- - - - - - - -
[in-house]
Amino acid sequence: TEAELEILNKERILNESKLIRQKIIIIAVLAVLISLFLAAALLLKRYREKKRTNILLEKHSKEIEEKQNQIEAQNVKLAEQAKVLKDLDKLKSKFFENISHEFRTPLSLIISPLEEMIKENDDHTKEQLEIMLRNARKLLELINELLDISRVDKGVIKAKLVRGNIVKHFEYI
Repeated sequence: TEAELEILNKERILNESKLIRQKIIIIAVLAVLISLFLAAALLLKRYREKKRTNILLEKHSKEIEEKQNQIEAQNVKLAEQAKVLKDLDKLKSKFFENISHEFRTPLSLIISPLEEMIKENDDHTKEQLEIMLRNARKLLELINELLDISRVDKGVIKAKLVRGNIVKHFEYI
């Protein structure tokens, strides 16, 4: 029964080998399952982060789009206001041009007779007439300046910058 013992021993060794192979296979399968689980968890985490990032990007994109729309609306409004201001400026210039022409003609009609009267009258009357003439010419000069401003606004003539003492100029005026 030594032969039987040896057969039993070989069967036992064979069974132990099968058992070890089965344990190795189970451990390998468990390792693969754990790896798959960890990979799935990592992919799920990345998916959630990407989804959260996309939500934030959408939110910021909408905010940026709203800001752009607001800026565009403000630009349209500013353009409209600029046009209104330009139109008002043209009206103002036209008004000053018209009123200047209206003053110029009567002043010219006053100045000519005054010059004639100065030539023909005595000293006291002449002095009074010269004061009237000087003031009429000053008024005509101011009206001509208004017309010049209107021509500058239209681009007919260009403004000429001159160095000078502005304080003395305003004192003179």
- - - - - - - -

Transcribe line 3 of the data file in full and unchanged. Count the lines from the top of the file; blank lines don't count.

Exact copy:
Repeated sequence: TEAELEILNKERILNESKLIRQKIIIIAVLAVLISLFLAAALLLKRYREKKRTNILLEKHSKEIEEKQNQIEAQNVKLAEQAKVLKDLDKLKSKFFENISHEFRTPLSLIISPLEEMIKENDDHTKEQLEIMLRNARKLLELINELLDISRVDKGVIKAKLVRGNIVKHFEYI